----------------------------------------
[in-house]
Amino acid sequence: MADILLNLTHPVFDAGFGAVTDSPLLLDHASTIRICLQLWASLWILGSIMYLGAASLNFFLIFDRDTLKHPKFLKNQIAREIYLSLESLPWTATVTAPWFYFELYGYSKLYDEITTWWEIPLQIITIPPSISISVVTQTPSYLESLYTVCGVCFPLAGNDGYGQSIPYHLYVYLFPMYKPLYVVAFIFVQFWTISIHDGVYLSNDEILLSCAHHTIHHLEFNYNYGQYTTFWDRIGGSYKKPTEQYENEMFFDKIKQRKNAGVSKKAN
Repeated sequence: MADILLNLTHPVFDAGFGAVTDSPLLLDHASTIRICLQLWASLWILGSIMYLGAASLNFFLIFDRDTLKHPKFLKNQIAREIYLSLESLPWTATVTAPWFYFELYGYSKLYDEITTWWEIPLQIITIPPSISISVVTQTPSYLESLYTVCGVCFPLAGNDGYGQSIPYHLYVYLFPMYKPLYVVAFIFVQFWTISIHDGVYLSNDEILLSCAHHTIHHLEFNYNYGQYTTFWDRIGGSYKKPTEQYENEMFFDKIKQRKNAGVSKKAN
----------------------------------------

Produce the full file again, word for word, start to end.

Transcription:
[in-house]
Amino acid sequence: MADILLNLTHPVFDAGFGAVTDSPLLLDHASTIRICLQLWASLWILGSIMYLGAASLNFFLIFDRDTLKHPKFLKNQIAREIYLSLESLPWTATVTAPWFYFELYGYSKLYDEITTWWEIPLQIITIPPSISISVVTQTPSYLESLYTVCGVCFPLAGNDGYGQSIPYHLYVYLFPMYKPLYVVAFIFVQFWTISIHDGVYLSNDEILLSCAHHTIHHLEFNYNYGQYTTFWDRIGGSYKKPTEQYENEMFFDKIKQRKNAGVSKKAN
Repeated sequence: MADILLNLTHPVFDAGFGAVTDSPLLLDHASTIRICLQLWASLWILGSIMYLGAASLNFFLIFDRDTLKHPKFLKNQIAREIYLSLESLPWTATVTAPWFYFELYGYSKLYDEITTWWEIPLQIITIPPSISISVVTQTPSYLESLYTVCGVCFPLAGNDGYGQSIPYHLYVYLFPMYKPLYVVAFIFVQFWTISIHDGVYLSNDEILLSCAHHTIHHLEFNYNYGQYTTFWDRIGGSYKKPTEQYENEMFFDKIKQRKNAGVSKKAN